I also belong to a leads club and try to network with local and regional chambers and events.  The leads club is good, and even though I have not received very many leads from it, I surround myself with people who are business savvy in aspects where I am not.  We had a mortgage broker who was at Arthur Andersen during the Enron debacle and mutual disintegration, and I’ve learned a lot from him.  People in the business community know of me and I know them, so there should be some referrals from that.  Granted I have slacked off from it a bit lately because I have been busy, perhaps partly from lapsing back into the designer mentality.  We need to be sure to treat marketing and business development as equally important to the production.

Regarding fees I started raising mine based on a few things.  First I stared a simple excel file that tracks how many hours I have and how it relates to the fee I charged.  Perhaps this is something I could see through QuickBooks if I had the discipline to learn the software, but that’s another story.  That was an eye opener to get me to see that I need to make things worth my while.  So in upping my fees I haven’t seen a rate of acceptance of proposals go down, still the same – either acceptance or I never hear back, never anyone trying to talk me down.  Ironically he only one to talk me down was a design build contractor I regularly work with, but I think now that he sees the value I bring he doesn’t talk me down anymore.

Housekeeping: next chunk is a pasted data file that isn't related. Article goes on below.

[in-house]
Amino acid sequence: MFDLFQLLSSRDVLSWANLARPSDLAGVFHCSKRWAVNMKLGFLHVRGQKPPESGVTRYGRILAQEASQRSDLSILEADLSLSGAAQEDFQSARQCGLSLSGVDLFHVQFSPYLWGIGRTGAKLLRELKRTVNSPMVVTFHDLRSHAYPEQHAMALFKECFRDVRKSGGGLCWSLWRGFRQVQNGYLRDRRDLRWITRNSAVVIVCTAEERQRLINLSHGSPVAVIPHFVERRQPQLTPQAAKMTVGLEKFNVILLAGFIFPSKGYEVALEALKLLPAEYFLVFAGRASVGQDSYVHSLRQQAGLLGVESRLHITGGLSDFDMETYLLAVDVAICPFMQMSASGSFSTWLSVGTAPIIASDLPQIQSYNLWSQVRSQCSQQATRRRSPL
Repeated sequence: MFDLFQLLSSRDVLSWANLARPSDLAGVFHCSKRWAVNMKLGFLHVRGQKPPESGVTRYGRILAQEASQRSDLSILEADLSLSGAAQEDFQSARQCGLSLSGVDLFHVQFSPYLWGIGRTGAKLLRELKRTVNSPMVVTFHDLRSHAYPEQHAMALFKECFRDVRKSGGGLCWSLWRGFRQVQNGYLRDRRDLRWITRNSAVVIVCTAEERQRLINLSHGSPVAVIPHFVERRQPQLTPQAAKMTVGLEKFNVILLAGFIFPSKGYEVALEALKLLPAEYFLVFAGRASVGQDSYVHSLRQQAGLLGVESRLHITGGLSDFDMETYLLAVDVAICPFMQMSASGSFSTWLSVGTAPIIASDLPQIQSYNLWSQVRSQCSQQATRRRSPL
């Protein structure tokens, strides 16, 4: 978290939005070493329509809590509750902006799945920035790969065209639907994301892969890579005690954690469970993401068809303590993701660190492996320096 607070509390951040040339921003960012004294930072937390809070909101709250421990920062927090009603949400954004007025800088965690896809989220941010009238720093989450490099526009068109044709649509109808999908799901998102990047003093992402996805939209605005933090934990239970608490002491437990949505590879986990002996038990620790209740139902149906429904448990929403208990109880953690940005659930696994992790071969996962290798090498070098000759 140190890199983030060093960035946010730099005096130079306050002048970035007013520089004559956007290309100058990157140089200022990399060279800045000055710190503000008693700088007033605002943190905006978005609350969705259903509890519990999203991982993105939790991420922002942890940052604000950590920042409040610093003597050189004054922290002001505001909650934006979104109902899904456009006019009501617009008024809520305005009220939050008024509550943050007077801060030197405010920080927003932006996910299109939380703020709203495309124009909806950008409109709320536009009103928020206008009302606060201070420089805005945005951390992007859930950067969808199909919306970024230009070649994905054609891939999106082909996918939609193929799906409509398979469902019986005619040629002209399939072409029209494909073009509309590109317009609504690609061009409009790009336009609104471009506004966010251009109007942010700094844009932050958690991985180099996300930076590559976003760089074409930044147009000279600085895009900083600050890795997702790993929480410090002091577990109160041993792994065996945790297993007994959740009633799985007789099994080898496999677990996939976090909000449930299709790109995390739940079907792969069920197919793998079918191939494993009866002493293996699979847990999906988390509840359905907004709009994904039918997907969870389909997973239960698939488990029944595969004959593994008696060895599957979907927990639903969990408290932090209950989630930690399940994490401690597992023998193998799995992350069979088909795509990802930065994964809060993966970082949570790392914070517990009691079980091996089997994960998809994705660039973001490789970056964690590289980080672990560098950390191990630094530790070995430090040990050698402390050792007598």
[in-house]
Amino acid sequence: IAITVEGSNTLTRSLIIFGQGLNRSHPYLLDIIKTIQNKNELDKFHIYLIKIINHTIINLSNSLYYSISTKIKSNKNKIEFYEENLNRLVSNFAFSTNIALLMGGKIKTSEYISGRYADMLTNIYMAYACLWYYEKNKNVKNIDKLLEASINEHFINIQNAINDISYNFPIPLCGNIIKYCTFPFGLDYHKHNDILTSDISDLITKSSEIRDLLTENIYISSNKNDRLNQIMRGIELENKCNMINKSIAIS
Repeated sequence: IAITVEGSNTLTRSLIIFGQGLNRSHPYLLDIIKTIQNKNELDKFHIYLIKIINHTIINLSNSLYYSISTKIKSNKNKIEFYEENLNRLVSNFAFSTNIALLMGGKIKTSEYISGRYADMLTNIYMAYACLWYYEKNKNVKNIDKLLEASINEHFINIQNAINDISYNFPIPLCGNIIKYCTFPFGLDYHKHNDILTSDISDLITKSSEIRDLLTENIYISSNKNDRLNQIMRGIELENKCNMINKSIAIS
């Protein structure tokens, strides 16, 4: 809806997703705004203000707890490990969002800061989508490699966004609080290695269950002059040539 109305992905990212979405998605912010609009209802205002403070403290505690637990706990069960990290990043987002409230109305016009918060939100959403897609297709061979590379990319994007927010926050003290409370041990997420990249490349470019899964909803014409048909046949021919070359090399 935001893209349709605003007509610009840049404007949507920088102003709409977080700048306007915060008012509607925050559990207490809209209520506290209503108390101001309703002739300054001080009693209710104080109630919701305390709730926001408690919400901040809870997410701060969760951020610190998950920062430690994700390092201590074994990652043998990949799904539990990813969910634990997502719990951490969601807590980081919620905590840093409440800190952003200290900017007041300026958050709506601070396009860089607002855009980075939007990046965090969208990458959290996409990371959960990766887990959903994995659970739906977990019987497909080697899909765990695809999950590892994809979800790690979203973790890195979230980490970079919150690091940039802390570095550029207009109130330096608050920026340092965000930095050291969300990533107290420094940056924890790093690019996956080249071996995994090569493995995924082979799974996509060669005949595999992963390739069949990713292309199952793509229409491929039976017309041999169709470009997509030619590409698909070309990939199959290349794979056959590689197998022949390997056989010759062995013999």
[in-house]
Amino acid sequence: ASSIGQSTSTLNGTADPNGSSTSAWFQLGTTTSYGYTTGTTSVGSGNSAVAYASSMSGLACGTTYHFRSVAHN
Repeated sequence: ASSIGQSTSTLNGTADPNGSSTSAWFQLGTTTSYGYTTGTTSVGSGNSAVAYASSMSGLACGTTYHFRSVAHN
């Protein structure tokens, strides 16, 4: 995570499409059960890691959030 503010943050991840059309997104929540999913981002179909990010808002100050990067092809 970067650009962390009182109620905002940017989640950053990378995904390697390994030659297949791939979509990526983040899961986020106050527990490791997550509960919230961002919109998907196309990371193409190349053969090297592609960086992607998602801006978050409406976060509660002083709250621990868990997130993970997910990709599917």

Finally, my business coach encouraged me to put together a seminar to educate the public on the profession.  It is simply called “What an Architect Does and How You Benefit.”  I went to a seminar put on by another architect on the future of the profession which was very good.  But one thing that struck me was the mentality of many of the architects in the audience who complained that the AIA was not doing enough to promote the profession.  My thought was that I’ve heard this complaint for 20 years and guess what folks – if you’re relying on others forget it.  I’ve presented once to a group of 10 and I’m looking to present to other groups as well.  I should be putting it on quarterly.  I did received favorable comments from people outside of the profession not realizing all of the services, and specifically all of the work and aspects taken to arrive at a design.  Writing this is helping remind me to get back into the marketing and promotion, and stop being mere technician!

Having twins who are now 15 and will start college in three years helps me take the business aspects more seriously as well, not to mention things I wouldn’t mind being able to do someday like build my own house or get a new car, things to not even think about until after I get the kids through college.  Or at least know that I have the ability to reach those goals.

If you are interested in seeing comments from other architects on the topic you may do so here